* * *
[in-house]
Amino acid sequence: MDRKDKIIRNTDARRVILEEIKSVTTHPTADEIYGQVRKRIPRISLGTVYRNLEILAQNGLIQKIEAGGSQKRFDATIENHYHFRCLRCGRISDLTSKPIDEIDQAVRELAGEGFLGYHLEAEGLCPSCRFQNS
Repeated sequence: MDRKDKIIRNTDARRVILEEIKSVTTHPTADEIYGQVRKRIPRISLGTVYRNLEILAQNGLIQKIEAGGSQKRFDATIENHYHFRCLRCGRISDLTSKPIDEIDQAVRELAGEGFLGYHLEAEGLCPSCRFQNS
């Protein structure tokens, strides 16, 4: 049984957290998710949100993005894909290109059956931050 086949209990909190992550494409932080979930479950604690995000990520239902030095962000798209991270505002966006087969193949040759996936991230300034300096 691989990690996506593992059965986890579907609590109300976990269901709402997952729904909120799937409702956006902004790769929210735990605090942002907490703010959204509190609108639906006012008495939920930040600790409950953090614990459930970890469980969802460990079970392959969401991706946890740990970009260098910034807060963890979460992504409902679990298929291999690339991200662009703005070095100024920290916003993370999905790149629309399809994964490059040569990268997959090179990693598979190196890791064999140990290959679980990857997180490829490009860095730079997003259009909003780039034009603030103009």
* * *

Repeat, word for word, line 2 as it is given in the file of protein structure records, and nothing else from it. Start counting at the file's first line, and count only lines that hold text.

Amino acid sequence: MDRKDKIIRNTDARRVILEEIKSVTTHPTADEIYGQVRKRIPRISLGTVYRNLEILAQNGLIQKIEAGGSQKRFDATIENHYHFRCLRCGRISDLTSKPIDEIDQAVRELAGEGFLGYHLEAEGLCPSCRFQNS